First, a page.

I’ve been seeing several emails lately about being able to recharge any battery. Battery reconditioning scams were popular a few years ago, and it looks like there’s still life left in the old trick. The interesting thing is if you do some research, you’ll find information about battery reconditioning on the web. Some people say it’s real, others say it’s a scam. The commonality is they all appear to be trying to make money off the same subject.
The battery reconditioning scam
Here’s the text from one email I received, which includes a header of “Consumer Reports.”
Never Buy Batteries Again
You have questions about the GMAT? We have answers.
Bring your old Batteries back to life ??? Just like new
This simple trick will turn all your dead batteries and make them work again. Once you know how to do this you will never have to buy batteries again.
OMG. Seriously? This one can be summed up in three little words. Bogus, bogus, bogus. Here’s why:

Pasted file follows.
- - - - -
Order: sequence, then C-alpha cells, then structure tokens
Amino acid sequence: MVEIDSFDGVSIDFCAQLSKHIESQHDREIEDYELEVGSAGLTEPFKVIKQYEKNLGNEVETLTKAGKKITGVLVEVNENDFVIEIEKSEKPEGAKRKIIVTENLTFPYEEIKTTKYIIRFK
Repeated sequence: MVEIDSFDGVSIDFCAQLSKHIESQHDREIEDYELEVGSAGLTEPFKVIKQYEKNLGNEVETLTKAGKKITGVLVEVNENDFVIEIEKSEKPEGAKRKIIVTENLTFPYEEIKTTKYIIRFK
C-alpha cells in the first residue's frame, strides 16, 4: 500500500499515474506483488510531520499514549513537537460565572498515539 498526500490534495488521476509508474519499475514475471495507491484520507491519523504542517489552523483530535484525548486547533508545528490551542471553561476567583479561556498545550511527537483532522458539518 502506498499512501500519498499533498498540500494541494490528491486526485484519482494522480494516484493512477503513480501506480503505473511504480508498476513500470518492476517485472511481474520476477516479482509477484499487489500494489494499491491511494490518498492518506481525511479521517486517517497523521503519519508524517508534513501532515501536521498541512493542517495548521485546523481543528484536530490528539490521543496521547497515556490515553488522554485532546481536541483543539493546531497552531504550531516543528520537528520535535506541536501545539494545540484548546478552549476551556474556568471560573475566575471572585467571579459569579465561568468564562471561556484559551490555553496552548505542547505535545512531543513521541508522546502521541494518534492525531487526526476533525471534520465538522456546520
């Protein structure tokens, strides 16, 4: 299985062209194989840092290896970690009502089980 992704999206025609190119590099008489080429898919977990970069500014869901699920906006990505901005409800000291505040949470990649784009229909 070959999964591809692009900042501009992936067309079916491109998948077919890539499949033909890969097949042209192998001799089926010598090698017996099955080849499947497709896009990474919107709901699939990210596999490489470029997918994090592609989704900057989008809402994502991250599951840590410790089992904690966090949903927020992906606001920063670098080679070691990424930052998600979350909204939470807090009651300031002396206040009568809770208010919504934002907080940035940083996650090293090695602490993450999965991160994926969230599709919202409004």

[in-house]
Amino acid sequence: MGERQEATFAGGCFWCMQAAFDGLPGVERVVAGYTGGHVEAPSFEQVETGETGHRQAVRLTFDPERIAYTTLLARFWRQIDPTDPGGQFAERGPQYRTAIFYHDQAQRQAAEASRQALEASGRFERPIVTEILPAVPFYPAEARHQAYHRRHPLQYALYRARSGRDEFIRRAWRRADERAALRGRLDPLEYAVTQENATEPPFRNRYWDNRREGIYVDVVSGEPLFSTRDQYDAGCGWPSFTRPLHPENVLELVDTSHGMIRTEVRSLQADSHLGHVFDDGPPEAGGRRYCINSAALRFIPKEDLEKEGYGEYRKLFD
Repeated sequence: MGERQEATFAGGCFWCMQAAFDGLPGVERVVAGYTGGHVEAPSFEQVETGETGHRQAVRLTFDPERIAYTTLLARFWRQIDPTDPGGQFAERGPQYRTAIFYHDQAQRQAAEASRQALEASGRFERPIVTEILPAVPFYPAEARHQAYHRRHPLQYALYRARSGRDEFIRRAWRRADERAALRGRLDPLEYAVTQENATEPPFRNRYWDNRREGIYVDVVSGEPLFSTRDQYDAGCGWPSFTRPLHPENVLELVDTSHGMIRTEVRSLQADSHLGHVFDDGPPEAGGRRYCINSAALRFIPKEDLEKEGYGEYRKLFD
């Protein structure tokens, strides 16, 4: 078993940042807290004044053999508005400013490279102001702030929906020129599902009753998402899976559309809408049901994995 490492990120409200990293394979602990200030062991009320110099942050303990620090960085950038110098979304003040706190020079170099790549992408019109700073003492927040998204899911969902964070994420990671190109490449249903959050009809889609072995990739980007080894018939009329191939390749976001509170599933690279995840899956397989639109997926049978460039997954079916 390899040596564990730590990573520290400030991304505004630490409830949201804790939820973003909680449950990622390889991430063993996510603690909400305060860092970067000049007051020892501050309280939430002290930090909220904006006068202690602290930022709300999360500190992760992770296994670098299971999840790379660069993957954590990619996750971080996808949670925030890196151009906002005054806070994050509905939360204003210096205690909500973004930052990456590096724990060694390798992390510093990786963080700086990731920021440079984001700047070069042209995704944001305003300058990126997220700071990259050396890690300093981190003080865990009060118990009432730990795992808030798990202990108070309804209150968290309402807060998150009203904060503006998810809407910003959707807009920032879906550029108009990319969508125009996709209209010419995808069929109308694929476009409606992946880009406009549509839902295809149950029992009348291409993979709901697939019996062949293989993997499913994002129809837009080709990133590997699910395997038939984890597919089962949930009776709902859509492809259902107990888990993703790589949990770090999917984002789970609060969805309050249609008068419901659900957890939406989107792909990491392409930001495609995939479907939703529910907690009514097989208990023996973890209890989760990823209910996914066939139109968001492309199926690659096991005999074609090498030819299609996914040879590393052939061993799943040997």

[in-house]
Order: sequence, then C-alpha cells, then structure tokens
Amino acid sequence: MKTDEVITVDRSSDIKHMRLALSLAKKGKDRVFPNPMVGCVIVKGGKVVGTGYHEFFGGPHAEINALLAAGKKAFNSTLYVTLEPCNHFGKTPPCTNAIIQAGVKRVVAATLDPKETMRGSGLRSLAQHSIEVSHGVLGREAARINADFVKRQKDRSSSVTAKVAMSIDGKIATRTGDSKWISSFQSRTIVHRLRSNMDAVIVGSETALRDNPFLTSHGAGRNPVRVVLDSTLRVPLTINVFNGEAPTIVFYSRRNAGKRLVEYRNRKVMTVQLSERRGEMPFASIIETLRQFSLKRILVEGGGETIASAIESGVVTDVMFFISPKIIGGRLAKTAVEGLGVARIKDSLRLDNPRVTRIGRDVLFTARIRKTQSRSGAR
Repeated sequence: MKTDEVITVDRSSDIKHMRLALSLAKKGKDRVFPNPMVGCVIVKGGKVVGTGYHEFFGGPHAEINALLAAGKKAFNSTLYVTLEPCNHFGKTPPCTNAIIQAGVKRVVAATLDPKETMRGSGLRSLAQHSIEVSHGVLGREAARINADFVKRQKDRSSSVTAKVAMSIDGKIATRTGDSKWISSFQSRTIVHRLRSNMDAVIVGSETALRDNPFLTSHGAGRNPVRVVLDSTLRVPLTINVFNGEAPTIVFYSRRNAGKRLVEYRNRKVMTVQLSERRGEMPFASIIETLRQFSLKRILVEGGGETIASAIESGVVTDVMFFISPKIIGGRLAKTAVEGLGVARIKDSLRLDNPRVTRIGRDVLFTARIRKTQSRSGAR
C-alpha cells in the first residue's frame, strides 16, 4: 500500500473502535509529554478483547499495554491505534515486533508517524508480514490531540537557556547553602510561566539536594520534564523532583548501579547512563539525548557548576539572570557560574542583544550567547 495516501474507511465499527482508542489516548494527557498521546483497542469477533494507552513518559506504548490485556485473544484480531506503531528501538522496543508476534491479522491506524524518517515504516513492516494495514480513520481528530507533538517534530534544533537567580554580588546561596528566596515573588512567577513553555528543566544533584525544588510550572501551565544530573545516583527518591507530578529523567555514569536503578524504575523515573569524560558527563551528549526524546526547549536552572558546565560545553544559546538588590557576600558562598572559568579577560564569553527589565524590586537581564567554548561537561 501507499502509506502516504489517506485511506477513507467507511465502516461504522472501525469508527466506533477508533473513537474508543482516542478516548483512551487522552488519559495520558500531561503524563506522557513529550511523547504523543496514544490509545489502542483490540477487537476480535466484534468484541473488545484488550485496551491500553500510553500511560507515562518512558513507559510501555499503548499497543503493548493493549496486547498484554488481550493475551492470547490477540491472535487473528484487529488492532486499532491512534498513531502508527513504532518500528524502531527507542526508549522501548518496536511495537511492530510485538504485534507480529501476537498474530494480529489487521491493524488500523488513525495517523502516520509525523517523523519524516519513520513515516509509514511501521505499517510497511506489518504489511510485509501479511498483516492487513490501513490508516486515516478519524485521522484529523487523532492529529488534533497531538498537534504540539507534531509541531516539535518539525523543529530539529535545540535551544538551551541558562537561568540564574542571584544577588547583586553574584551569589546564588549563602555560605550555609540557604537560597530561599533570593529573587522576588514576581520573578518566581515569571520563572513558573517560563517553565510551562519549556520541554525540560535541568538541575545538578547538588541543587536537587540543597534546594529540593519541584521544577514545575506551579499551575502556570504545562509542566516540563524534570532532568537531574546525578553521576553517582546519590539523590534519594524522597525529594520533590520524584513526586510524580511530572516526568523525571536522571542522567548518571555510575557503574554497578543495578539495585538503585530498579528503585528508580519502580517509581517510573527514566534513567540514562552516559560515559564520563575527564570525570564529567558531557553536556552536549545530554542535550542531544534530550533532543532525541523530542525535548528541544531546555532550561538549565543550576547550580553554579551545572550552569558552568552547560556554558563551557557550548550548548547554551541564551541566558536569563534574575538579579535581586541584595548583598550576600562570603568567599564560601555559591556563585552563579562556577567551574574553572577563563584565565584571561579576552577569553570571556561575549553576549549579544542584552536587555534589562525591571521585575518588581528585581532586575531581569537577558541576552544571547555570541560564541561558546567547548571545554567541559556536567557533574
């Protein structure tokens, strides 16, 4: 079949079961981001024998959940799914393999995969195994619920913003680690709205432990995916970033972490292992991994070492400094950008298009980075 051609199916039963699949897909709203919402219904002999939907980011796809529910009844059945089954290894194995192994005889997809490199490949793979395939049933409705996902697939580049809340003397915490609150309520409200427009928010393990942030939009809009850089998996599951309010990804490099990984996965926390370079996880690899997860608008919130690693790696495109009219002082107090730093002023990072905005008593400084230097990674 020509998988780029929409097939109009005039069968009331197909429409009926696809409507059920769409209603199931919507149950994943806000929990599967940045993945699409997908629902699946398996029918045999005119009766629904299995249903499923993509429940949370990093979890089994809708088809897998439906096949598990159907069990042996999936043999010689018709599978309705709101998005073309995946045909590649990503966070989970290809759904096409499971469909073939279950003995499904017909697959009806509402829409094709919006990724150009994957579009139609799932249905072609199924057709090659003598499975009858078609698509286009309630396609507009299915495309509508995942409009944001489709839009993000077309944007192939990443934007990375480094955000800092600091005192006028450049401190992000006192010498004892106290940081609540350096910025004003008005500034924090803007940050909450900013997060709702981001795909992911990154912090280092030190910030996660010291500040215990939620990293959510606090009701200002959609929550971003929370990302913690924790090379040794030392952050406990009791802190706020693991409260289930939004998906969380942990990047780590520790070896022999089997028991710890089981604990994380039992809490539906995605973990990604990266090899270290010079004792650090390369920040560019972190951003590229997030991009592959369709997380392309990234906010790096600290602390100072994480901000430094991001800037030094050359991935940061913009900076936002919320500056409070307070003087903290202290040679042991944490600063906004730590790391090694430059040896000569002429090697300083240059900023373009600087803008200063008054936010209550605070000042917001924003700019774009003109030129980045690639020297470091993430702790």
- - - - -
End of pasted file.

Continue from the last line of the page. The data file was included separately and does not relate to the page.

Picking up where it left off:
- Regular alkaline, lithium, or Ni-Cad batteries cannot be recharged because of the way they are constructed.
- Even rechargeable batteries have a limited lifespan.
- The links in the email are simply lures to get visitors to a phishing or malware site.
It’s straightforward. Depending upon the construction of the battery, its life may be very long, but sooner or later, the battery’s ability to sustain a charge or to recharge will decline. If you try to research battery reconditioning, you’ll find there are plenty of affiliate websites promoting books about the subject. I even found one that claimed the program didn’t work, but said purchases were protected by a money-back guarantee and then offered links to buy the book.
Recycle those batteries
I’m a strong believer in rechargeable batteries, but I don’t believe for a minute there’s a way to make a battery last forever. So, recycle your old batteries as hazardous waste, but don’t spend money on programs to make those batteries last forever.